“We’re squarely facing the challenges of the increased cost of providing the services expected by the hunters, anglers, landowners and other citizens,” he said. “We’re responsibly acting now, rather than later, to rethink the basic ways we do business. When you look at the figures, it’s apparent that mere fuel conservation won’t deal with the problem. The most recent figures we have shows that fuel usage, when comparing usage this year to last year, is down 5.8 percent. Yet, the cost is up 24.9 percent. We’re struggling with what everybody who drives a vehicle is struggling with, and that’s trying to conserve as best we can but still seeing an astronomical increase in prices.
“It also shows up in commodities we utilize, like fertilizer and seed. While we’re aggressively cutting our fuel usage, we’re also looking for more effective ways to do the work we do. Because we are a user-funded program, and we already squeeze a dollar and have a pretty lean outfit, there’s just not a lot of fat to cut.”
Pugh said the Enforcement Section is an example of how the division is making the most of its resources.
“Our enforcement section, which has 135 or so field officers at present, only has three administrative level officers in the Montgomery office, which is about two percent,” he said. “I would challenge anybody to find a statewide enforcement program anywhere that operates with a two-percent centralized administrative arm. Most of our resources are, obviously, on the ground in the field on a district level, where it matters. At the same time, Allan Andress (Chief of Enforcement) and his folks are rethinking the way they do business. There are some good examples of the increased effectiveness in some of the changes already made to that program. For instance, there’s the 24/7 coverage that enables any citizen with a complaint to call here and within a matter of minutes be able to talk to an on-the-ground enforcement officer in their part of the state. The officer can make an evaluation of the nature of the complaint and whether to dispatch someone at that moment in time or if it’s something that can be handled otherwise.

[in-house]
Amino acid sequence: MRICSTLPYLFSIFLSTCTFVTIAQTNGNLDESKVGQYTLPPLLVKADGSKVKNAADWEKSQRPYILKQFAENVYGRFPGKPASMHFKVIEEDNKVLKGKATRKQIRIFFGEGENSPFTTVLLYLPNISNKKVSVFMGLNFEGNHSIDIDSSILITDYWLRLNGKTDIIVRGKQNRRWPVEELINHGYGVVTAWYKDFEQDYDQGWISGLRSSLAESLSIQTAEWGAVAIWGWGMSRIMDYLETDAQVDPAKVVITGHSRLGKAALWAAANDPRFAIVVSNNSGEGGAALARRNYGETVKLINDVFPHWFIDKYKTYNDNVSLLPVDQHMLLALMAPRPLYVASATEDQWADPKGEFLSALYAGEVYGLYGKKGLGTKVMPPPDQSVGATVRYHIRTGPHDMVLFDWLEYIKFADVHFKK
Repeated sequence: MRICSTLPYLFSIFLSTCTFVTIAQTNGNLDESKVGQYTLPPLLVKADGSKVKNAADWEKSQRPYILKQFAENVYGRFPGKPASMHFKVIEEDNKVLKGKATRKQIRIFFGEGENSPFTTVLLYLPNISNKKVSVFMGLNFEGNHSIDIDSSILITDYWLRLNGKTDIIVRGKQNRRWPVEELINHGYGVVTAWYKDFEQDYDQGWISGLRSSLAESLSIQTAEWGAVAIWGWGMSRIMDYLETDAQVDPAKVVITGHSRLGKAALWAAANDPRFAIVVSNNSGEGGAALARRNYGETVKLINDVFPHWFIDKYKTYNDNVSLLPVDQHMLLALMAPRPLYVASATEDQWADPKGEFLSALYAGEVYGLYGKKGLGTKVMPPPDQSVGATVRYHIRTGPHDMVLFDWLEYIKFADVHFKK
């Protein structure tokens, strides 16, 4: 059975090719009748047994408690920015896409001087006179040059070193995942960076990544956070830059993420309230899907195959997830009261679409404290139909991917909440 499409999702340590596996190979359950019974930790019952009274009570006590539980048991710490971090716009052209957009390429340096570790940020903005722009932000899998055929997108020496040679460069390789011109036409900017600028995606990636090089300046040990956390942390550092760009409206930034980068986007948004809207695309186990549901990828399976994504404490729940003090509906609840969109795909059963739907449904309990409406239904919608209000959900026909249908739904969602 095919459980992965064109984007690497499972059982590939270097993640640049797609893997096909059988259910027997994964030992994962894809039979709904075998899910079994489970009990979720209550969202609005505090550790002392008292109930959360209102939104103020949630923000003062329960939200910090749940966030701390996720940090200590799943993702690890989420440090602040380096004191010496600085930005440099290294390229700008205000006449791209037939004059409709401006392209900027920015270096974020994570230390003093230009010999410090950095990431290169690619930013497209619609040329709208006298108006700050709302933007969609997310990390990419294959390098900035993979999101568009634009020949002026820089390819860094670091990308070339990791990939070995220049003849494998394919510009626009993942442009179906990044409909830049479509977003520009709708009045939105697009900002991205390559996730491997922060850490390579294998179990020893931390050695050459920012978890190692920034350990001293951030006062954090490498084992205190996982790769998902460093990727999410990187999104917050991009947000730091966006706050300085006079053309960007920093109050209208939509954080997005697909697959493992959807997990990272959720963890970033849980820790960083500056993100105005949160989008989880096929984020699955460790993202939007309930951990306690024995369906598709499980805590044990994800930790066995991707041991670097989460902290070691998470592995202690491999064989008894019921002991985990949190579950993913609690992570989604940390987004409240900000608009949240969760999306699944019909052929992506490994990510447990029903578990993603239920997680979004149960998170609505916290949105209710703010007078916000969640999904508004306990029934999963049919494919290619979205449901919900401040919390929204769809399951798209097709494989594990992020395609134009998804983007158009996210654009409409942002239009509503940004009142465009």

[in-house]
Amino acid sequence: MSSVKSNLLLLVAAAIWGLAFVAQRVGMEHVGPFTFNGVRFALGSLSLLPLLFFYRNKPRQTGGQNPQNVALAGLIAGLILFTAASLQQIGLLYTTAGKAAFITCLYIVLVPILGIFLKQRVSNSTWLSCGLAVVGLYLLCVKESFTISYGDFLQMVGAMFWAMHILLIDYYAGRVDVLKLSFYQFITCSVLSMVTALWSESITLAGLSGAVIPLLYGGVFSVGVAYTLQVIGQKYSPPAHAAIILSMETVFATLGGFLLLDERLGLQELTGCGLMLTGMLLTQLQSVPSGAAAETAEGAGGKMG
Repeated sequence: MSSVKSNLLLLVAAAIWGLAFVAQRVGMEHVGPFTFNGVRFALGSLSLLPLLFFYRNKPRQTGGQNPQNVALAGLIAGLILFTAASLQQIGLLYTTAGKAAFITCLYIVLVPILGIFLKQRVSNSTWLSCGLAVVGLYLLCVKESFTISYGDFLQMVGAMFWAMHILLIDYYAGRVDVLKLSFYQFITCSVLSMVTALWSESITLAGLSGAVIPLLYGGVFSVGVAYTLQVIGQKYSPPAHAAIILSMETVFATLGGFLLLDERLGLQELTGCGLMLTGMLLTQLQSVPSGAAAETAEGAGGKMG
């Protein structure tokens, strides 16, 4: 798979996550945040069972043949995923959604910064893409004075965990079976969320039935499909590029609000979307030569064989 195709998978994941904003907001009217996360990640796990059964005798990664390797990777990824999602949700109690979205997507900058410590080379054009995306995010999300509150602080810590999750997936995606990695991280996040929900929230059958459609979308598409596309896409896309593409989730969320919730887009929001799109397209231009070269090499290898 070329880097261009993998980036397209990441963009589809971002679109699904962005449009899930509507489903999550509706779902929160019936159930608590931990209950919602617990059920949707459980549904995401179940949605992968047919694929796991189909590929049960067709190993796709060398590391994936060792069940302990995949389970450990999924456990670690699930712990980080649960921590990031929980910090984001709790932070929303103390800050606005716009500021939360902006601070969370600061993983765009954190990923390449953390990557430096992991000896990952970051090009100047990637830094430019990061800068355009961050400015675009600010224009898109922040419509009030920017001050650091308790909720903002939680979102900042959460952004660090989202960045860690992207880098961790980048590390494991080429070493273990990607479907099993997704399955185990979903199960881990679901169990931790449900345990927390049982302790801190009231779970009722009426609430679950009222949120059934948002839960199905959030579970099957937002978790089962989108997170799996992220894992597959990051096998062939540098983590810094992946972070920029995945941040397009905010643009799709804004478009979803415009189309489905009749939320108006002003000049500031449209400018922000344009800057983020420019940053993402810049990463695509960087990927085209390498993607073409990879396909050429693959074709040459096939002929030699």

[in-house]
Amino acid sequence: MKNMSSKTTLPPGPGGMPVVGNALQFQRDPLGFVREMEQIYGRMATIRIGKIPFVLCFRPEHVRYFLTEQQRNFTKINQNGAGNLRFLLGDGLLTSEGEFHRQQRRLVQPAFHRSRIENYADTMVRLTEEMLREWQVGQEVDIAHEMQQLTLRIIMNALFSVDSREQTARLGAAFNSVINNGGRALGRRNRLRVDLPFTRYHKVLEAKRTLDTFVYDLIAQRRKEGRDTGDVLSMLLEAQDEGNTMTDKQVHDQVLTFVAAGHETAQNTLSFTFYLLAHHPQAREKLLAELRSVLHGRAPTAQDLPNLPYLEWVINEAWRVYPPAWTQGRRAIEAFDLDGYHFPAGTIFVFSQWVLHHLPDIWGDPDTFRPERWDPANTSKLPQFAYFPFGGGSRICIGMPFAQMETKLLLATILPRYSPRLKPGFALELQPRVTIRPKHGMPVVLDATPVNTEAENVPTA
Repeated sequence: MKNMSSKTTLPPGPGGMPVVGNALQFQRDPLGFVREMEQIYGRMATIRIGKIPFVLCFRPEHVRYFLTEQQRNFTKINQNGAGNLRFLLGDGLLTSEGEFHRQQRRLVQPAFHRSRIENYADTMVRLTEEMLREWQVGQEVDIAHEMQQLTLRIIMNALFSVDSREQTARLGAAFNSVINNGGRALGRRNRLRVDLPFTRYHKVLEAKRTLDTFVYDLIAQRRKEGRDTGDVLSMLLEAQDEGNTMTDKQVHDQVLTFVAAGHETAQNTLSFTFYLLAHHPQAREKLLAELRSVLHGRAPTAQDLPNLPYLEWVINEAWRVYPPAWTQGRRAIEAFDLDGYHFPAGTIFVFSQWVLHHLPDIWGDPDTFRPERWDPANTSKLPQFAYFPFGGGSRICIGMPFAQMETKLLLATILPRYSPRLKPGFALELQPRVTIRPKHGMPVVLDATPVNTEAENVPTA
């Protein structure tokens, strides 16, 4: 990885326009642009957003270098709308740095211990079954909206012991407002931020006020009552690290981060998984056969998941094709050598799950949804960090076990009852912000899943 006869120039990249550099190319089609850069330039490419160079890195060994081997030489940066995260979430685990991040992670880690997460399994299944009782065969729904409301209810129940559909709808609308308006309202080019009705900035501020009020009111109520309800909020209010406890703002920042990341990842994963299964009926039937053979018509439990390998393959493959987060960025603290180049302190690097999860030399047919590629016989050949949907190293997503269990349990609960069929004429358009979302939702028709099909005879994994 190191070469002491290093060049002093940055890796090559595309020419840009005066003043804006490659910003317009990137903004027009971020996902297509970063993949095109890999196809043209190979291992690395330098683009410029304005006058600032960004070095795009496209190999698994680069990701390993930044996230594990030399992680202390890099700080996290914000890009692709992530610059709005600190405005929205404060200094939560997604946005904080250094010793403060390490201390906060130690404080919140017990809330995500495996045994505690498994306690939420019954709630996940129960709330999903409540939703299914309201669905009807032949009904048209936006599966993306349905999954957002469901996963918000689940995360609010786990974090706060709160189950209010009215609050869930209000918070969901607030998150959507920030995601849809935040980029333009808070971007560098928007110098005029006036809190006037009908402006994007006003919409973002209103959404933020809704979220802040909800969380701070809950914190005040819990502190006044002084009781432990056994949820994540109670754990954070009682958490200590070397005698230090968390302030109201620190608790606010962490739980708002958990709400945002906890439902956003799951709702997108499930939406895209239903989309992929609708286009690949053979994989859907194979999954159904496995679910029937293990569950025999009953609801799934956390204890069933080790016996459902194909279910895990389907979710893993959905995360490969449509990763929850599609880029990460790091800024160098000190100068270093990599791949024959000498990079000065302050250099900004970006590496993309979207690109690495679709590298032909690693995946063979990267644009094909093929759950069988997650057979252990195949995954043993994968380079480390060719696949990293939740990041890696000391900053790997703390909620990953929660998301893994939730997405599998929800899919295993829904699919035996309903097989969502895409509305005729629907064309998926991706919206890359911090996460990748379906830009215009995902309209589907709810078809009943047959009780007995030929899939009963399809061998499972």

“There’s a far more effective deployment of people in the enforcement section than has ever existed. It has required more flexibility in working across county lines and assigning people to work special details where there is a need for extra enforcement.”
Meanwhile, Pugh said the Wildlife Section is exploring more cost-effective ways to maintain wildlife openings on Wildlife Management Areas that involve plantings every two years and mowing in between, as well as experimenting with perennials and other plants that can be maintained for a number of years without replanting.
On the Fisheries Section front, state lake fertilization schedules and fish-stocking routines are being retuned to reduce costs.